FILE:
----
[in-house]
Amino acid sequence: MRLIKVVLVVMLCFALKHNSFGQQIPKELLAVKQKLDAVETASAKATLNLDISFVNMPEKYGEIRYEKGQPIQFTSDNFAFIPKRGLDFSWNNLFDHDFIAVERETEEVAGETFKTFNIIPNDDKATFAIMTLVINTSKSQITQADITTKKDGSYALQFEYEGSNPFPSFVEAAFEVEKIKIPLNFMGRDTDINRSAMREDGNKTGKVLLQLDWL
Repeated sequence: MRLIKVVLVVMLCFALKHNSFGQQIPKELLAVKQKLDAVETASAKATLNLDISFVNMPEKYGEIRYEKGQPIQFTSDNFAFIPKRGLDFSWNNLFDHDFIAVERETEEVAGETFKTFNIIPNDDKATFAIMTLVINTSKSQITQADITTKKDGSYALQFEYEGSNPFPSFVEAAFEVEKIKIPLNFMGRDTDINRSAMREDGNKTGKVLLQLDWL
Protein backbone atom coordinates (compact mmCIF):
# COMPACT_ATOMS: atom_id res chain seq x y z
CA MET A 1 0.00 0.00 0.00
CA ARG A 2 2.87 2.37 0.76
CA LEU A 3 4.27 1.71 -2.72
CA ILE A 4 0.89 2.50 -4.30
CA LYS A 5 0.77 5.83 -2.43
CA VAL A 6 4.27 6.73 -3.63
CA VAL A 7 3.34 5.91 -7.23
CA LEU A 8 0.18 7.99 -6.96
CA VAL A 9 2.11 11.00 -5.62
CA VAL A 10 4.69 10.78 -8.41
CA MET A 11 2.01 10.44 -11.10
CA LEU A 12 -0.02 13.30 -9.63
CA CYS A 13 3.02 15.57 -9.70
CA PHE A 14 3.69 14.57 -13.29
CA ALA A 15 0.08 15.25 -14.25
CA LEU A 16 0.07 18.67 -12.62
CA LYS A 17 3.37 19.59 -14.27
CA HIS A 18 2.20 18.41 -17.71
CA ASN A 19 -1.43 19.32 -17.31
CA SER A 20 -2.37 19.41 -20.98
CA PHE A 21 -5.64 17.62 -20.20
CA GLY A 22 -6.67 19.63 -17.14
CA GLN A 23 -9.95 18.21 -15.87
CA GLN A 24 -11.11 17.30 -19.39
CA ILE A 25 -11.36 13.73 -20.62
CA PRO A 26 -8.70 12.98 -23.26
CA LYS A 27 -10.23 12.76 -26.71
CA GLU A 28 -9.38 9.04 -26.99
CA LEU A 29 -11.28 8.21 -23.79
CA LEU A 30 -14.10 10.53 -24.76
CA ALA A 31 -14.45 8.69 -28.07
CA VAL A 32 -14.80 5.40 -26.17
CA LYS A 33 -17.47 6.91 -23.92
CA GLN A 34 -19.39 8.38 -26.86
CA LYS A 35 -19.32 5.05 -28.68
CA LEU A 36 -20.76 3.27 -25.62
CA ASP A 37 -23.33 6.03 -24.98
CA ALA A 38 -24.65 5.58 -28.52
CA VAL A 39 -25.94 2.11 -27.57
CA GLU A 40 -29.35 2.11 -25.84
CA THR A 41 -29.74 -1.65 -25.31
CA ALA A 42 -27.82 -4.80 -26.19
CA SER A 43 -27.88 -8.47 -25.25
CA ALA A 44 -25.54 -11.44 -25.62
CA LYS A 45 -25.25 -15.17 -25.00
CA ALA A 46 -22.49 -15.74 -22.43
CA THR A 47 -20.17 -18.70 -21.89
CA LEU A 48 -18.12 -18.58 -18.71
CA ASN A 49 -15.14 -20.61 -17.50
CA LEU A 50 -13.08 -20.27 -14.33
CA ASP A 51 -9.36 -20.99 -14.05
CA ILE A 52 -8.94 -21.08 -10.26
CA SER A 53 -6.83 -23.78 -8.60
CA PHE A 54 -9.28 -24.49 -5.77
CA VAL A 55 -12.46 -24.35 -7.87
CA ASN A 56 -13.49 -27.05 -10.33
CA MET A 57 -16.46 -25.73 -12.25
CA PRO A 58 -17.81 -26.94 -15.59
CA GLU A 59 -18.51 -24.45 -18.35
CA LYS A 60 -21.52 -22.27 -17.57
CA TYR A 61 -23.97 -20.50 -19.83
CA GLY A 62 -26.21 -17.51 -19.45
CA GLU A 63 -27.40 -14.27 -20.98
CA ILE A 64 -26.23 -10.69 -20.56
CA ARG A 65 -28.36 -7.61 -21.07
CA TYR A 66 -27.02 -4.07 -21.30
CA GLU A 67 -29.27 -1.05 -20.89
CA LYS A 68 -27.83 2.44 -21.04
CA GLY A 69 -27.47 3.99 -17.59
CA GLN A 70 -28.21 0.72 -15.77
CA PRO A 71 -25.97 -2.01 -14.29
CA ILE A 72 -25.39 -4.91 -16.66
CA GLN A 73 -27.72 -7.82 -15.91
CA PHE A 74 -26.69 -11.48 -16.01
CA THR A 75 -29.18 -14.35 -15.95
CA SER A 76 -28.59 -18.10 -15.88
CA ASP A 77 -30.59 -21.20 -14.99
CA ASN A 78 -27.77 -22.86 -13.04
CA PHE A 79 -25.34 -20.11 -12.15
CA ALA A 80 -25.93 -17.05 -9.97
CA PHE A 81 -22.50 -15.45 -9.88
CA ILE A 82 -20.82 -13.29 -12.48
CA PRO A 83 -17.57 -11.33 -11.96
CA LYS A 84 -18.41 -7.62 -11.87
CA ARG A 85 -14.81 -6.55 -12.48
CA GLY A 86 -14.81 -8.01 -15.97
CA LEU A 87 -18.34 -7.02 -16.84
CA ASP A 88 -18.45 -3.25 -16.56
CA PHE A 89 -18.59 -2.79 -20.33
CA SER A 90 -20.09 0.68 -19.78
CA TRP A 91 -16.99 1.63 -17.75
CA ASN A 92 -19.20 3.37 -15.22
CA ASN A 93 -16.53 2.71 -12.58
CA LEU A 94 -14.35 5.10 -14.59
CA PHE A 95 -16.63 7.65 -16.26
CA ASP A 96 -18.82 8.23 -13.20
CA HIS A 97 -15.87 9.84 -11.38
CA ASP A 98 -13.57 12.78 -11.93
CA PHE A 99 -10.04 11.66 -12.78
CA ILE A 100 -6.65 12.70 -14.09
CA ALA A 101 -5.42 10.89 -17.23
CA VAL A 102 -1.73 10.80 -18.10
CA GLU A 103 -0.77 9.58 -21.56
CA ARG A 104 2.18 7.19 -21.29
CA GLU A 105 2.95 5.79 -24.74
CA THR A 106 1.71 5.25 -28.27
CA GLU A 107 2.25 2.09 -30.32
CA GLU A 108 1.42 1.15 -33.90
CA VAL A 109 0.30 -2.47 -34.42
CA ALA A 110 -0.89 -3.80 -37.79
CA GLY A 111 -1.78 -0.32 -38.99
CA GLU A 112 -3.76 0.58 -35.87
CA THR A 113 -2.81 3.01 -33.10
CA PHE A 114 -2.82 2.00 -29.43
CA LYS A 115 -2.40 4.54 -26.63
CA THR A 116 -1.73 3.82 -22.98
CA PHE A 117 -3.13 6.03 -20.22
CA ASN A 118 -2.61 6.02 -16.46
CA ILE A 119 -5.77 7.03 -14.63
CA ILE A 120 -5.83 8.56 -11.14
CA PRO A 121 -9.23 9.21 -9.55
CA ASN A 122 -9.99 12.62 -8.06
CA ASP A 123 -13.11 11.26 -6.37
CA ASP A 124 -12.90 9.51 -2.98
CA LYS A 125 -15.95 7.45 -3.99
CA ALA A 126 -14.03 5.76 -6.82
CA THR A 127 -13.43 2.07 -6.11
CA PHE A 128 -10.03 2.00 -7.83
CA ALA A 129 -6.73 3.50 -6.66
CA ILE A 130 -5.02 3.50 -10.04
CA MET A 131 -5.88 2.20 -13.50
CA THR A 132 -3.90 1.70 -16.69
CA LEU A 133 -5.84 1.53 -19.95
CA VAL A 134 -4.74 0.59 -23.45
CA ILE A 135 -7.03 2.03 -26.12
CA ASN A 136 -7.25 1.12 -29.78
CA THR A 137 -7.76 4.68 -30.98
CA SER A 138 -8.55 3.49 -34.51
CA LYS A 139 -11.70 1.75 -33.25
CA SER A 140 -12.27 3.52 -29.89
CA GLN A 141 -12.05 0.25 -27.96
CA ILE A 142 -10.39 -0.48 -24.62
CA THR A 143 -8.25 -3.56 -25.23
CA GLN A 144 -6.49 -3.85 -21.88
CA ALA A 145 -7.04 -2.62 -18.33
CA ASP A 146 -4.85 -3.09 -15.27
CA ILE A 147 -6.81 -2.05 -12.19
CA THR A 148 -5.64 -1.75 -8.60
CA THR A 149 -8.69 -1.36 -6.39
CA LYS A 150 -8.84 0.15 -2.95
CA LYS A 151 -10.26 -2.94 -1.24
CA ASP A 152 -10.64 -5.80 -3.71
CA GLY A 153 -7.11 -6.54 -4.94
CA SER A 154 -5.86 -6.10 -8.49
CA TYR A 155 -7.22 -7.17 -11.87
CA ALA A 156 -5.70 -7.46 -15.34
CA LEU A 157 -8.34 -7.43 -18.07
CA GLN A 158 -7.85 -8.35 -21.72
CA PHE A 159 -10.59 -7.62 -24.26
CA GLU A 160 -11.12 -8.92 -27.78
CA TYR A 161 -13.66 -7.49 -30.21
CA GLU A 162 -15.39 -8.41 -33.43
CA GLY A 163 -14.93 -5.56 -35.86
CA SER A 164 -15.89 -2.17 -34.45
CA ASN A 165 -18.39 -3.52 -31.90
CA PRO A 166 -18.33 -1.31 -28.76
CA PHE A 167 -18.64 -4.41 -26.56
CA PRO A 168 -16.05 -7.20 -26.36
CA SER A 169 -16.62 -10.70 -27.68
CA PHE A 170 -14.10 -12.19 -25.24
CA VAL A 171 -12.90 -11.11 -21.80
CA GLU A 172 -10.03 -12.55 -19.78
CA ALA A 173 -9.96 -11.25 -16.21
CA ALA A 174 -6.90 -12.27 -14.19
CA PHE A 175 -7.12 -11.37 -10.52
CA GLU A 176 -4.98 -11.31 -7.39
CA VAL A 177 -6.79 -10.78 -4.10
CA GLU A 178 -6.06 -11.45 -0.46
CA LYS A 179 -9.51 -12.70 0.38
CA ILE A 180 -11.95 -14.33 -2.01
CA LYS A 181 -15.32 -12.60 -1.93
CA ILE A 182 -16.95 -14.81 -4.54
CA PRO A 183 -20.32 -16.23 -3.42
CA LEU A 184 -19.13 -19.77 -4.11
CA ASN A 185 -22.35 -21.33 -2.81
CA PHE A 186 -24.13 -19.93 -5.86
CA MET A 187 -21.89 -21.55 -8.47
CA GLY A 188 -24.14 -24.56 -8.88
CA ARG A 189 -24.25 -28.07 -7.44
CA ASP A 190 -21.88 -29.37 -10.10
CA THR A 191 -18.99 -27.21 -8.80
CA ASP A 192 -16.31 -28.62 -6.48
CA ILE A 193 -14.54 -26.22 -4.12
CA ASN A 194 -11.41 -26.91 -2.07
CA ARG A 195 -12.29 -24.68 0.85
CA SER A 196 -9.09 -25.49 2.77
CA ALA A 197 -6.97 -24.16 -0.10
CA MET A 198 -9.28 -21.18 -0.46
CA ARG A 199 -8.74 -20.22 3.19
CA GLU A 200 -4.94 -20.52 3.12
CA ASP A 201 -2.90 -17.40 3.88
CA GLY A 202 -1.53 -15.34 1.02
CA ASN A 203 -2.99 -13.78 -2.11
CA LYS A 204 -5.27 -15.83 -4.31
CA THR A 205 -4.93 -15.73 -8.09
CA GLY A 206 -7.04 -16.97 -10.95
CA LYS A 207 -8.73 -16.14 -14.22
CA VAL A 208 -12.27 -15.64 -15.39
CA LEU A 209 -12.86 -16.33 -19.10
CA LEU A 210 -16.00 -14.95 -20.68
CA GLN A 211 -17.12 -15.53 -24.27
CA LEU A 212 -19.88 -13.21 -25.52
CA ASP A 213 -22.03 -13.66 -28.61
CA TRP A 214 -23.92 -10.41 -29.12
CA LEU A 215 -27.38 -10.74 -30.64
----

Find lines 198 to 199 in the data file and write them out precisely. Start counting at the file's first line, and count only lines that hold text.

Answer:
CA ILE A 193 -14.54 -26.22 -4.12
CA ASN A 194 -11.41 -26.91 -2.07